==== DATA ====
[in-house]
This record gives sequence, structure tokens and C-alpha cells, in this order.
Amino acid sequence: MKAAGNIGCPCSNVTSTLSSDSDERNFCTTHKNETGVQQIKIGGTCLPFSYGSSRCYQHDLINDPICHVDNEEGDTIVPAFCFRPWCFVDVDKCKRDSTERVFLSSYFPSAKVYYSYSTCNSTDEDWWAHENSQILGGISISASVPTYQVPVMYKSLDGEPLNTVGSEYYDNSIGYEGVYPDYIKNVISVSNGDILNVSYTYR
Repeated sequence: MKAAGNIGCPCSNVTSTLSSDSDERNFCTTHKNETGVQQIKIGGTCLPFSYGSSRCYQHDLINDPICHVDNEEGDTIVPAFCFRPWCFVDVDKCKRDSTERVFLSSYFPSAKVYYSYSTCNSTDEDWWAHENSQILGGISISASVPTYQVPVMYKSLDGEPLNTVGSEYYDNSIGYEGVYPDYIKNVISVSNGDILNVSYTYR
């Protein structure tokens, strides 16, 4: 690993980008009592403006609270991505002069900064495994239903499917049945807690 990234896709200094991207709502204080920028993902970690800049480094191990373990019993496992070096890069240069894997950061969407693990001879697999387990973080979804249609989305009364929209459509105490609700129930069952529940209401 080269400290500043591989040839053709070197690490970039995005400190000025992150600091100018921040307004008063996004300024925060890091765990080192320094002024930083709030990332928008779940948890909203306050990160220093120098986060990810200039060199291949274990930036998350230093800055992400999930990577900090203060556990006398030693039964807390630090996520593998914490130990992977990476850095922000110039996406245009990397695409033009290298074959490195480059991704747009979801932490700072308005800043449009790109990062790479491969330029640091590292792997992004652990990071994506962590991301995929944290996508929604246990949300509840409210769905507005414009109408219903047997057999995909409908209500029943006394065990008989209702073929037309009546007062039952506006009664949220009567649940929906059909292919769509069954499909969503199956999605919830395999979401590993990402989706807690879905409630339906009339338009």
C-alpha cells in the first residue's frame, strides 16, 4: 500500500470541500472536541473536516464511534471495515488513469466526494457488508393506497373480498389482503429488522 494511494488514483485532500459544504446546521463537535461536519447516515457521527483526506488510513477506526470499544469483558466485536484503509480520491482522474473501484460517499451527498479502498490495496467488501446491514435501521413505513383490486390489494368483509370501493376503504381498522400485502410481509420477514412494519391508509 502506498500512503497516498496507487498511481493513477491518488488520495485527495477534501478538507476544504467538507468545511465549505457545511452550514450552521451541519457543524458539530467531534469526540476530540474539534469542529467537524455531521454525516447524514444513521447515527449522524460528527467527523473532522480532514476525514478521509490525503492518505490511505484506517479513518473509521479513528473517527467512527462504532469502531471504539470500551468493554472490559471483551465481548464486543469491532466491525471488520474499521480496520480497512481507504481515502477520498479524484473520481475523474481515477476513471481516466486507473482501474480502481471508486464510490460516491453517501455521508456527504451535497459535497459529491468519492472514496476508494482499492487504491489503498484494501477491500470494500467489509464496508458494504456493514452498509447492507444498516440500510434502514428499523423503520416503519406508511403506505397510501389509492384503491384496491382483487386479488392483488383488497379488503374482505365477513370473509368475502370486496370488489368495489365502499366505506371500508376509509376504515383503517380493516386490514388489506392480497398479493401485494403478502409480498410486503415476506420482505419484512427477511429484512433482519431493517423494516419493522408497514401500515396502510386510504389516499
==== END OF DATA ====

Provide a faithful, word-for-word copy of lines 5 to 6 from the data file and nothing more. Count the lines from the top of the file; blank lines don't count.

């Protein structure tokens, strides 16, 4: 690993980008009592403006609270991505002069900064495994239903499917049945807690 990234896709200094991207709502204080920028993902970690800049480094191990373990019993496992070096890069240069894997950061969407693990001879697999387990973080979804249609989305009364929209459509105490609700129930069952529940209401 080269400290500043591989040839053709070197690490970039995005400190000025992150600091100018921040307004008063996004300024925060890091765990080192320094002024930083709030990332928008779940948890909203306050990160220093120098986060990810200039060199291949274990930036998350230093800055992400999930990577900090203060556990006398030693039964807390630090996520593998914490130990992977990476850095922000110039996406245009990397695409033009290298074959490195480059991704747009979801932490700072308005800043449009790109990062790479491969330029640091590292792997992004652990990071994506962590991301995929944290996508929604246990949300509840409210769905507005414009109408219903047997057999995909409908209500029943006394065990008989209702073929037309009546007062039952506006009664949220009567649940929906059909292919769509069954499909969503199956999605919830395999979401590993990402989706807690879905409630339906009339338009």
C-alpha cells in the first residue's frame, strides 16, 4: 500500500470541500472536541473536516464511534471495515488513469466526494457488508393506497373480498389482503429488522 494511494488514483485532500459544504446546521463537535461536519447516515457521527483526506488510513477506526470499544469483558466485536484503509480520491482522474473501484460517499451527498479502498490495496467488501446491514435501521413505513383490486390489494368483509370501493376503504381498522400485502410481509420477514412494519391508509 502506498500512503497516498496507487498511481493513477491518488488520495485527495477534501478538507476544504467538507468545511465549505457545511452550514450552521451541519457543524458539530467531534469526540476530540474539534469542529467537524455531521454525516447524514444513521447515527449522524460528527467527523473532522480532514476525514478521509490525503492518505490511505484506517479513518473509521479513528473517527467512527462504532469502531471504539470500551468493554472490559471483551465481548464486543469491532466491525471488520474499521480496520480497512481507504481515502477520498479524484473520481475523474481515477476513471481516466486507473482501474480502481471508486464510490460516491453517501455521508456527504451535497459535497459529491468519492472514496476508494482499492487504491489503498484494501477491500470494500467489509464496508458494504456493514452498509447492507444498516440500510434502514428499523423503520416503519406508511403506505397510501389509492384503491384496491382483487386479488392483488383488497379488503374482505365477513370473509368475502370486496370488489368495489365502499366505506371500508376509509376504515383503517380493516386490514388489506392480497398479493401485494403478502409480498410486503415476506420482505419484512427477511429484512433482519431493517423494516419493522408497514401500515396502510386510504389516499